market in the price of government bonds.

The dollar, it must be said, fared less well. It may have
become the world's reserve currency, even without the
backing of gold, but it has been anything but a splendid
investment, especially in recent years. While its internal
value has not fallen as much as it once did, thanks to
lower inflation, its external value -- i.e., in relation
to other currencies -- has been in remorseless decline,
albeit punctuated by some longish rallies. In recent weeks,
encouraged by malign neglect from American politicians
and central bankers, the fall has shown signs of
becoming a rout. As the dollar has fallen, so the dollar
price of gold has risen.

It used to be that gold bugs touted the yellow metal's
credentials as a hedge against inflation. But the link
was anyway pretty feeble, except for currencies with
hyperinflation. And though consumer prices have risen
a bit this year, it would be hard to make the case that
inflation is about to roar anywhere in the developed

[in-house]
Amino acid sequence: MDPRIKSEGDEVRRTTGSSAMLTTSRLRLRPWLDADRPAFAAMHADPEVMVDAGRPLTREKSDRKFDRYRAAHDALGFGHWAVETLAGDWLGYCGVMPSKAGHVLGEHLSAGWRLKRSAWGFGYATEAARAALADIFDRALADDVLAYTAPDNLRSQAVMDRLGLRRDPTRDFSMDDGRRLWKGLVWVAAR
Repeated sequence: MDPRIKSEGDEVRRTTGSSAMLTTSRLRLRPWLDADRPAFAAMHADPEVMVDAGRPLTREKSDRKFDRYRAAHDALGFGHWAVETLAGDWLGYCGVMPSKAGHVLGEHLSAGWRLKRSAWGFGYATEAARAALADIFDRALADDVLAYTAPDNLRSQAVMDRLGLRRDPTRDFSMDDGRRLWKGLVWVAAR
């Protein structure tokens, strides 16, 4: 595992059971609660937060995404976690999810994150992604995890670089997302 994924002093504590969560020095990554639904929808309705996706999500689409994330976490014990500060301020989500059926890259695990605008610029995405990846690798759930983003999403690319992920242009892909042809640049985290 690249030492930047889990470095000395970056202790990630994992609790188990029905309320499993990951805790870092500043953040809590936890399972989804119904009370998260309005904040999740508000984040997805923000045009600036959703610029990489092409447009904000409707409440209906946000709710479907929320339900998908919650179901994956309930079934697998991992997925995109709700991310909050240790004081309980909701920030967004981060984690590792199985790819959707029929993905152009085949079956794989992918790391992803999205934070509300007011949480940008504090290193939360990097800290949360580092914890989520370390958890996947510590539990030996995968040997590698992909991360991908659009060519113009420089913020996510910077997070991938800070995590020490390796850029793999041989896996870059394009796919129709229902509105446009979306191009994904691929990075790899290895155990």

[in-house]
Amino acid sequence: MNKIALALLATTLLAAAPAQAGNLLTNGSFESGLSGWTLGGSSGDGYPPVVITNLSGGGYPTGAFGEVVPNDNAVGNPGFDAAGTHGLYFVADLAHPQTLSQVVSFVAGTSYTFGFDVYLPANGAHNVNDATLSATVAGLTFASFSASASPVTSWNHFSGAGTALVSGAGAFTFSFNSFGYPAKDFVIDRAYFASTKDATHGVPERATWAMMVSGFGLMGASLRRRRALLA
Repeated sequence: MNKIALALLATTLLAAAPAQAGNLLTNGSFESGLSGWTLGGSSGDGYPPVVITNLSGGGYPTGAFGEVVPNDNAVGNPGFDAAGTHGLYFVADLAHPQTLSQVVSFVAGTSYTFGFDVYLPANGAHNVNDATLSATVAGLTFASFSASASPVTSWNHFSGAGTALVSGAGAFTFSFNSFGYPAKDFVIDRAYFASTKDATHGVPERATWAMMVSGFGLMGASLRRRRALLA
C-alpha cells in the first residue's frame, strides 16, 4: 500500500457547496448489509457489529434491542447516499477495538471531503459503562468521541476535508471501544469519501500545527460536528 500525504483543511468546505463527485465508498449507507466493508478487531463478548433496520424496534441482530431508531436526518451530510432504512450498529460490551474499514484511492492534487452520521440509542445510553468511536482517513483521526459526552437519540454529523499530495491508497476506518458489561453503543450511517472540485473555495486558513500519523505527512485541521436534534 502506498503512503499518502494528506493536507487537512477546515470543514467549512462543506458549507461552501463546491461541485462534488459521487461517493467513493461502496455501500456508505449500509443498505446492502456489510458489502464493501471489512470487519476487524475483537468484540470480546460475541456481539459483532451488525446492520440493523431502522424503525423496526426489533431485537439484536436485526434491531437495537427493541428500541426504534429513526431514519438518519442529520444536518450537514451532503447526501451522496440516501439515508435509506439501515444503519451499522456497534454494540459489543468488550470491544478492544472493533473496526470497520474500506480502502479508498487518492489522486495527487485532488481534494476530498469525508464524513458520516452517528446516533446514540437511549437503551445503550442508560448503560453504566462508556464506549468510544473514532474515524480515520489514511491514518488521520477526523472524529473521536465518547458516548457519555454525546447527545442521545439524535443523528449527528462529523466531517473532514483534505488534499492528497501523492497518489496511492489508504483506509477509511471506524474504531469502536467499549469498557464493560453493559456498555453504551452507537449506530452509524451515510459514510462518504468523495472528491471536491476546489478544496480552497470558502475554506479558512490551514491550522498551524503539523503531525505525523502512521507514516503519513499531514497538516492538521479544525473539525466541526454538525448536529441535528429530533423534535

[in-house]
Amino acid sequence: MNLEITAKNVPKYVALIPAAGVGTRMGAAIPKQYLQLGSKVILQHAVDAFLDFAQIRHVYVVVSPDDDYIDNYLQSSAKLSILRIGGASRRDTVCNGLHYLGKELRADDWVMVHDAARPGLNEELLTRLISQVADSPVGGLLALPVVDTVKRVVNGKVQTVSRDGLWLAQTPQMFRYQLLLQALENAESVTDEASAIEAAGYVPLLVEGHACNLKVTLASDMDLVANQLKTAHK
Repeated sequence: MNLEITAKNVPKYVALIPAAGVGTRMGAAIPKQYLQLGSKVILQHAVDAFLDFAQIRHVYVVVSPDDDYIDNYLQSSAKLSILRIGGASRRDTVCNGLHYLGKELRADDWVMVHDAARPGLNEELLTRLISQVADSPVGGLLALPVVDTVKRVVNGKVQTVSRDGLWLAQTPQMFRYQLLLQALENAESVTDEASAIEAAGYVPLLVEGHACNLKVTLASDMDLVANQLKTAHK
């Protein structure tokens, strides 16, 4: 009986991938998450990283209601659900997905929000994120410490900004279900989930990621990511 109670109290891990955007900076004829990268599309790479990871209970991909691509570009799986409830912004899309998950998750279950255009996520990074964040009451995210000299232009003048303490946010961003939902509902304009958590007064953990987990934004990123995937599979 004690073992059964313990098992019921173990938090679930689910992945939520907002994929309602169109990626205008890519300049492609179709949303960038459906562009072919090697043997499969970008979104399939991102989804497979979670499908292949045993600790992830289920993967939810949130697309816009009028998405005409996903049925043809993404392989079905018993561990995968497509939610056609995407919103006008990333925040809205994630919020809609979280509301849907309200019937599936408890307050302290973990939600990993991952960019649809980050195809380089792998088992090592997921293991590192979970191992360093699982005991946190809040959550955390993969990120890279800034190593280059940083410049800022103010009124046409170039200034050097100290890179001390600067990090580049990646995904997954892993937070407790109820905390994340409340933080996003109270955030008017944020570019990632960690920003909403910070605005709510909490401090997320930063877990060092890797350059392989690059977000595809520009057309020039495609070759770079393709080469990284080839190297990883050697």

Why, then, is gold prospering at a time when inflation
is low?

Perhaps it reflects nothing more than the fall in the
dollar: Gold transactions are denominated in dollars,
and in euros the rise in the gold price has been

However, there is no law that says a falling dollar must
translate into a rising gold price. Apart from a rise in
demand for jewellery, the rise in the price of gold may,
at the margin, reflect demand for real, hard assets, as
opposed to the paper sort. And the reasons are not
hard to find, for across the developed world debts have
escalated alarmingly in recent years -- and in America
not least, hence the vast and growing current-account

While central bankers are generally trusted not to
"monetise" these debts by rolling the printing presses,